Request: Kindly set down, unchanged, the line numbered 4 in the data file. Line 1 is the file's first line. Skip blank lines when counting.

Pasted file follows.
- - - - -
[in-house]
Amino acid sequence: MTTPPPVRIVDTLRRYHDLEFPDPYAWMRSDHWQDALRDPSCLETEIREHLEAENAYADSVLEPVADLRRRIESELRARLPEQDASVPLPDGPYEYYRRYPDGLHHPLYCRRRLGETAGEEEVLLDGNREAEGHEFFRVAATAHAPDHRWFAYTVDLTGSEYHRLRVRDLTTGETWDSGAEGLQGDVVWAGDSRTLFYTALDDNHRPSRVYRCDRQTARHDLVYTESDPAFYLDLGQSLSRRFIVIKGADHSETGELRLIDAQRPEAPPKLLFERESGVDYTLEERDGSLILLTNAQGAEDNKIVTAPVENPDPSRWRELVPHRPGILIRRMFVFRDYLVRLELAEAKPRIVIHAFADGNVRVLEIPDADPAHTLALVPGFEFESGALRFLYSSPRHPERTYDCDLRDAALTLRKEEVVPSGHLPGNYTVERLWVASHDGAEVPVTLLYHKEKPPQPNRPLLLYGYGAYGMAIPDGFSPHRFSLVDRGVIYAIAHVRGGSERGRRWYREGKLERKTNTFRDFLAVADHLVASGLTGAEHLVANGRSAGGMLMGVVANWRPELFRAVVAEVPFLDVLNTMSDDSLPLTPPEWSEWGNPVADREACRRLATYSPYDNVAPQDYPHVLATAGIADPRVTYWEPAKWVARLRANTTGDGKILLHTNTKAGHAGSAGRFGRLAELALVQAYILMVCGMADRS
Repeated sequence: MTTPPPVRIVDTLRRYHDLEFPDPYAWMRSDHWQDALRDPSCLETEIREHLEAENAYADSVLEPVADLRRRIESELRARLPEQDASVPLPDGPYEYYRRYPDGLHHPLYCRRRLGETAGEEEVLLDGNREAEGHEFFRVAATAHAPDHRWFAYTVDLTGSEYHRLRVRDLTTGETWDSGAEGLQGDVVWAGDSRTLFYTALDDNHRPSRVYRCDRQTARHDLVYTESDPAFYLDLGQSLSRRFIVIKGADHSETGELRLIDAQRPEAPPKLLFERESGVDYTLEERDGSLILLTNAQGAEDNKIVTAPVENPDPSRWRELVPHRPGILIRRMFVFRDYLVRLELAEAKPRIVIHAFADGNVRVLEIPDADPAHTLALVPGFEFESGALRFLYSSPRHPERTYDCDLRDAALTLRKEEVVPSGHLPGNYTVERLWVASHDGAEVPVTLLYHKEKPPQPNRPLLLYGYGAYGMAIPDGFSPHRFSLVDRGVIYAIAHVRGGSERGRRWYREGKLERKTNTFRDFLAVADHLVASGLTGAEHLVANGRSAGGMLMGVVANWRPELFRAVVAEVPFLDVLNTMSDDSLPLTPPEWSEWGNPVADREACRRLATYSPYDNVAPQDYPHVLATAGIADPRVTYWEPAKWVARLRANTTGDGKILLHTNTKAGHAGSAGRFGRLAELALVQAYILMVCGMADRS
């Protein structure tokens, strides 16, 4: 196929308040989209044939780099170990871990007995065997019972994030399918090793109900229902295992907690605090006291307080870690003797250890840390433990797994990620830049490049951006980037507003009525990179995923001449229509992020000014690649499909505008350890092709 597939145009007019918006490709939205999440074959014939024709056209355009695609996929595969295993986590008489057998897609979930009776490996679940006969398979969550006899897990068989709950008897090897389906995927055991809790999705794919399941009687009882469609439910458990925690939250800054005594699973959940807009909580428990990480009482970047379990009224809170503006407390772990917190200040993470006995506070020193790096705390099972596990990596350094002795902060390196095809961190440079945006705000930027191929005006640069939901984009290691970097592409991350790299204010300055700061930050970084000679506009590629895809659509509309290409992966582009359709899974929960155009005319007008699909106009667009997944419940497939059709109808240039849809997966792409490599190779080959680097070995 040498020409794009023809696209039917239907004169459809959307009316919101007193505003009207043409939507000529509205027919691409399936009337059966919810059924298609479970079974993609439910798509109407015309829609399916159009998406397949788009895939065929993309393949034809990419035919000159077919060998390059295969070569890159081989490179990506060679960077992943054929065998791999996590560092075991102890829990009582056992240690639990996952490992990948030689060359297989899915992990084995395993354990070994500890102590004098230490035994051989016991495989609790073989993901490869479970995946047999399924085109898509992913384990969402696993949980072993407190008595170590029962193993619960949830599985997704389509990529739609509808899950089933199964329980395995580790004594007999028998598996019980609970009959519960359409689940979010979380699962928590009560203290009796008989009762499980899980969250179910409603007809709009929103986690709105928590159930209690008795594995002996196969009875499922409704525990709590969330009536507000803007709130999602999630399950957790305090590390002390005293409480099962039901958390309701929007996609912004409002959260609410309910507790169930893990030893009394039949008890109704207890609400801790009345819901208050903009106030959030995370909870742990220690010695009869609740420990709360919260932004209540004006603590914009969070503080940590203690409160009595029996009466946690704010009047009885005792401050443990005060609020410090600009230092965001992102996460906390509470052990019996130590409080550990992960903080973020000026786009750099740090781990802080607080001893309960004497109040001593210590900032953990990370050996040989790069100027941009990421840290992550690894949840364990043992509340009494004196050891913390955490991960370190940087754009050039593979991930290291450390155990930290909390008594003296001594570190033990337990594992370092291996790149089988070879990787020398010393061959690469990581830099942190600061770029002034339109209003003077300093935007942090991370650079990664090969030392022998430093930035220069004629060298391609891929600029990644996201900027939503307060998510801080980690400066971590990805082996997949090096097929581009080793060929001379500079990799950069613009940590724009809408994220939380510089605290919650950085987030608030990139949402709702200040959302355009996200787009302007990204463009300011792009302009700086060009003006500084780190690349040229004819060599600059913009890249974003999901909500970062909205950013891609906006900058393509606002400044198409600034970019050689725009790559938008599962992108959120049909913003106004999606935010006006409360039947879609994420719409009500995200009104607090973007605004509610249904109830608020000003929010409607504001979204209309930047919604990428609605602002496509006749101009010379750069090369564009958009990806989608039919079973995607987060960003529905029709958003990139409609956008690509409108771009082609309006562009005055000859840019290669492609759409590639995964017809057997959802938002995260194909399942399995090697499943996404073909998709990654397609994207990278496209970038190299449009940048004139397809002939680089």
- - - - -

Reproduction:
């Protein structure tokens, strides 16, 4: 196929308040989209044939780099170990871990007995065997019972994030399918090793109900229902295992907690605090006291307080870690003797250890840390433990797994990620830049490049951006980037507003009525990179995923001449229509992020000014690649499909505008350890092709 597939145009007019918006490709939205999440074959014939024709056209355009695609996929595969295993986590008489057998897609979930009776490996679940006969398979969550006899897990068989709950008897090897389906995927055991809790999705794919399941009687009882469609439910458990925690939250800054005594699973959940807009909580428990990480009482970047379990009224809170503006407390772990917190200040993470006995506070020193790096705390099972596990990596350094002795902060390196095809961190440079945006705000930027191929005006640069939901984009290691970097592409991350790299204010300055700061930050970084000679506009590629895809659509509309290409992966582009359709899974929960155009005319007008699909106009667009997944419940497939059709109808240039849809997966792409490599190779080959680097070995 040498020409794009023809696209039917239907004169459809959307009316919101007193505003009207043409939507000529509205027919691409399936009337059966919810059924298609479970079974993609439910798509109407015309829609399916159009998406397949788009895939065929993309393949034809990419035919000159077919060998390059295969070569890159081989490179990506060679960077992943054929065998791999996590560092075991102890829990009582056992240690639990996952490992990948030689060359297989899915992990084995395993354990070994500890102590004098230490035994051989016991495989609790073989993901490869479970995946047999399924085109898509992913384990969402696993949980072993407190008595170590029962193993619960949830599985997704389509990529739609509808899950089933199964329980395995580790004594007999028998598996019980609970009959519960359409689940979010979380699962928590009560203290009796008989009762499980899980969250179910409603007809709009929103986690709105928590159930209690008795594995002996196969009875499922409704525990709590969330009536507000803007709130999602999630399950957790305090590390002390005293409480099962039901958390309701929007996609912004409002959260609410309910507790169930893990030893009394039949008890109704207890609400801790009345819901208050903009106030959030995370909870742990220690010695009869609740420990709360919260932004209540004006603590914009969070503080940590203690409160009595029996009466946690704010009047009885005792401050443990005060609020410090600009230092965001992102996460906390509470052990019996130590409080550990992960903080973020000026786009750099740090781990802080607080001893309960004497109040001593210590900032953990990370050996040989790069100027941009990421840290992550690894949840364990043992509340009494004196050891913390955490991960370190940087754009050039593979991930290291450390155990930290909390008594003296001594570190033990337990594992370092291996790149089988070879990787020398010393061959690469990581830099942190600061770029002034339109209003003077300093935007942090991370650079990664090969030392022998430093930035220069004629060298391609891929600029990644996201900027939503307060998510801080980690400066971590990805082996997949090096097929581009080793060929001379500079990799950069613009940590724009809408994220939380510089605290919650950085987030608030990139949402709702200040959302355009996200787009302007990204463009300011792009302009700086060009003006500084780190690349040229004819060599600059913009890249974003999901909500970062909205950013891609906006900058393509606002400044198409600034970019050689725009790559938008599962992108959120049909913003106004999606935010006006409360039947879609994420719409009500995200009104607090973007605004509610249904109830608020000003929010409607504001979204209309930047919604990428609605602002496509006749101009010379750069090369564009958009990806989608039919079973995607987060960003529905029709958003990139409609956008690509409108771009082609309006562009005055000859840019290669492609759409590639995964017809057997959802938002995260194909399942399995090697499943996404073909998709990654397609994207990278496209970038190299449009940048004139397809002939680089």